Classic Computer Magazine Archive COMPUTE! ISSUE 25 / JUNE 1982 / PAGE 158

BASIC Program Merges: PET And VIC

Jim Butterfield

If you have two BASIC Programs, it's hard to consolidate them together without getting typer's cramp. The command LOAD wipes the old program as it loads in the new one. This is a disappointment. There are times when you have a group of DATA statements in a program and would like to bring them into another program which will use them for a new set of computations. The same thing is true of your favorite subroutines: it's annoying to have to type them in all over again.

Merging – true merging, that is – solves this for you. You can arrange to slip extra lines into your program as if you had typed them in at the keyboard.

VIC To PET Transfers

Merging can be used to transfer BASIC programs from VIC to PET. A merged program will occupy the proper memory addresses as it arrives into the PET. LOADing a VIC program into the PET often doesn't work.

There are potential problems in moving a program between VIC and PET. For one thing, VIC color won't show on a CBM/PET.

If the program has PEEKsand POKEs, chances are it will take quite a bit of work to fit it into the other machine. If you're lucky, they can be changed to PEEK or POKE a new set of addresses; but it's not always possible to find a one-to-one translation between VIC and PET.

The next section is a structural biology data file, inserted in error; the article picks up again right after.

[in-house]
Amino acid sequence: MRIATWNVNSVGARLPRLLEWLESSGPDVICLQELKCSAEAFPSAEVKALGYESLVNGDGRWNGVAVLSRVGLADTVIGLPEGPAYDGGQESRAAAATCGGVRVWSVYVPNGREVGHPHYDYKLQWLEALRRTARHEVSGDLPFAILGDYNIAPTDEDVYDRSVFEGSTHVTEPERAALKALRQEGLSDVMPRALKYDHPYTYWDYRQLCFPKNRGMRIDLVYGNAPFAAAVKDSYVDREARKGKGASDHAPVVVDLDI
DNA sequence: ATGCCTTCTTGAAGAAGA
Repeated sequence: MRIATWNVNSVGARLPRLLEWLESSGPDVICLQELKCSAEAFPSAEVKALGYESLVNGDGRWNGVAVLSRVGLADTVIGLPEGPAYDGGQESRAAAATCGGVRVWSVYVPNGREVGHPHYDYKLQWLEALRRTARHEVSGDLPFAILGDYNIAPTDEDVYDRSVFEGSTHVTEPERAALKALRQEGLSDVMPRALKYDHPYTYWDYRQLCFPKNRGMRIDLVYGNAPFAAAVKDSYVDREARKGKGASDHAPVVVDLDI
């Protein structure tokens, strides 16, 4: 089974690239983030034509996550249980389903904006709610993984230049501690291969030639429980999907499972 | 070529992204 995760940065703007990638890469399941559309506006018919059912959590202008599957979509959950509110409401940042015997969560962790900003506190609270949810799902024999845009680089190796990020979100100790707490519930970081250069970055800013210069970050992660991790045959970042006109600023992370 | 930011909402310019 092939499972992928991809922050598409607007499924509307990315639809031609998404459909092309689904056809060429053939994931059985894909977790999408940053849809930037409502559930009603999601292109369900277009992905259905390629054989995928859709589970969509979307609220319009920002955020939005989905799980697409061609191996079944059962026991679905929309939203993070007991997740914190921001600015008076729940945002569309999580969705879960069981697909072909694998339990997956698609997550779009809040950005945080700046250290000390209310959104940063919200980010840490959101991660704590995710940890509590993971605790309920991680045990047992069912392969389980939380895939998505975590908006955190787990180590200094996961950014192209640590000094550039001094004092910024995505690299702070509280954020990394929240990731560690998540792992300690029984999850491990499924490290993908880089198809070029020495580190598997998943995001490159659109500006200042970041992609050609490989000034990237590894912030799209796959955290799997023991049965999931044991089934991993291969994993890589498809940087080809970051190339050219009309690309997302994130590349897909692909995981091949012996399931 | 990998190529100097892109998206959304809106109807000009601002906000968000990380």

If the program contains machine language – look for a SYS command or USR function – you'll probably have problems cutting it over to the new machine. Some machine language programs won't even work on all models of PET – so a move to or from VIC would be much too big a shock. And the method that I will outline below won't work on machine language programs, anyway; just pure BASIC.

Writing Out The Program

To transfer a BASIC program, we're going to write cassette tape in an unusual way. It won't be a normal program tape: instead, it will be something called an ASCII listing tape. It will take about twice as long to write, and occupy about twice as much tape ... but it will be compatible.

Here's how to write this type of tape. Type:


... and as soon as you press the RETURN key, you'll be requested to PRESS PLAY AND RECORD ... Do it, and the tape will start. If you watch carefully, you may see the tape hesitating every few seconds or so. Eventually the tape will stop. When it does, type:

PRINT #1 : CLOSE 1 ...

and tape will move one last time. When it stops, the computer will say READY and you may rewind the tape and take it out of the drive.

You have some options on the above procedure. You may call the ASCII listing anything you like: instead of PROGNAME you can call it WHISKERS or CLOUD 9. It's a good idea to give a meaningful name to tape files; when you have fifty or more tapes sitting around you'll be very happy to get a hint as to what's on a given tape. You could (if you wished) write part of a program to tape instead of the whole thing: for example, you might type LIST 300-400 instead of just LIST in the first line.

You have quite a miraculous thing on the cassette tape. It's a program, but it's written as a data file. We could read the program as if it were data, analyze it, and do any kind of computing on it we wanted to. That's unusual: programs are programs and data are data ... they seldom mix.

Getting Ready To Bring It Back